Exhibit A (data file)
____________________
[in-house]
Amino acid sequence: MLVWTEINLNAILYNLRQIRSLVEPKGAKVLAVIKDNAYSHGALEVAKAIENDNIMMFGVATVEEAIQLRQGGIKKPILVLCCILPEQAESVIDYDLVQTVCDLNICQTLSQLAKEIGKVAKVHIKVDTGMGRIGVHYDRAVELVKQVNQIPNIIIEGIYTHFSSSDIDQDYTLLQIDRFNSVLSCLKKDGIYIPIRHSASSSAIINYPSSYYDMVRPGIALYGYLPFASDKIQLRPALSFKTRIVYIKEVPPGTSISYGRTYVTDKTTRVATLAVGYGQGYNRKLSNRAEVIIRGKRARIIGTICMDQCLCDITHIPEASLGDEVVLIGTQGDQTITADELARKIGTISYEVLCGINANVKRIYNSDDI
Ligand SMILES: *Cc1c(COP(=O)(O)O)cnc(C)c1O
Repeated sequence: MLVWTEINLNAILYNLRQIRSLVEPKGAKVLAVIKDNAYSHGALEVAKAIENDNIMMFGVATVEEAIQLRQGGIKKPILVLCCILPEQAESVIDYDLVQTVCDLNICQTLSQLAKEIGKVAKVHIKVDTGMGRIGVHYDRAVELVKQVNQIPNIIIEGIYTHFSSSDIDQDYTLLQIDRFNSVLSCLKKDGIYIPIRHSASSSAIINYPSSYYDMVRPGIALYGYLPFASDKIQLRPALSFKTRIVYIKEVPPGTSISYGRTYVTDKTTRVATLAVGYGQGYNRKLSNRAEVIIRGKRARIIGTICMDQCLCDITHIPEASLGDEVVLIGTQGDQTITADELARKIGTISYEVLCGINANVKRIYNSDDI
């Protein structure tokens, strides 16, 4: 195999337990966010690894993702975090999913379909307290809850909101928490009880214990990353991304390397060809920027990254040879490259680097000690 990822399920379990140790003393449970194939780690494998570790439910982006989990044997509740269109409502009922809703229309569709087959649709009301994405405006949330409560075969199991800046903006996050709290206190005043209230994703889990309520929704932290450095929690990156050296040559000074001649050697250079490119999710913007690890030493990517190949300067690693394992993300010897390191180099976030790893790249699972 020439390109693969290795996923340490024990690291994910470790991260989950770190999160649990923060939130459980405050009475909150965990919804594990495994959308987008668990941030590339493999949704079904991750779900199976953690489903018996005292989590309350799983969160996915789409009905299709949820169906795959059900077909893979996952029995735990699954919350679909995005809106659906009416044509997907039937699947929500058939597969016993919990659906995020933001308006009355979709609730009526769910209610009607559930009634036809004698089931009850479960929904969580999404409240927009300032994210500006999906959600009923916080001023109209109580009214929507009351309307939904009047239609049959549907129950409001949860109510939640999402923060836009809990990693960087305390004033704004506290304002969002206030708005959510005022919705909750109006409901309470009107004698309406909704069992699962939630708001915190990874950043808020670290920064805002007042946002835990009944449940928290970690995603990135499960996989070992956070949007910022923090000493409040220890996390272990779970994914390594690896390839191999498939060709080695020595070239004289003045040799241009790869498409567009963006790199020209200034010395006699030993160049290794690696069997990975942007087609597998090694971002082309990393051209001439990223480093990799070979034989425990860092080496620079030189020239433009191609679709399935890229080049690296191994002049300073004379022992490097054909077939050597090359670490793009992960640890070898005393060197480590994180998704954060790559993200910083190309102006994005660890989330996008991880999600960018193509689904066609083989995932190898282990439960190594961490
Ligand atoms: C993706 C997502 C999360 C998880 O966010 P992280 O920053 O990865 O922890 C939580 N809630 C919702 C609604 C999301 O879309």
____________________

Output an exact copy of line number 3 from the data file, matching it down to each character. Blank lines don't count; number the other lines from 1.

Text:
Ligand SMILES: *Cc1c(COP(=O)(O)O)cnc(C)c1O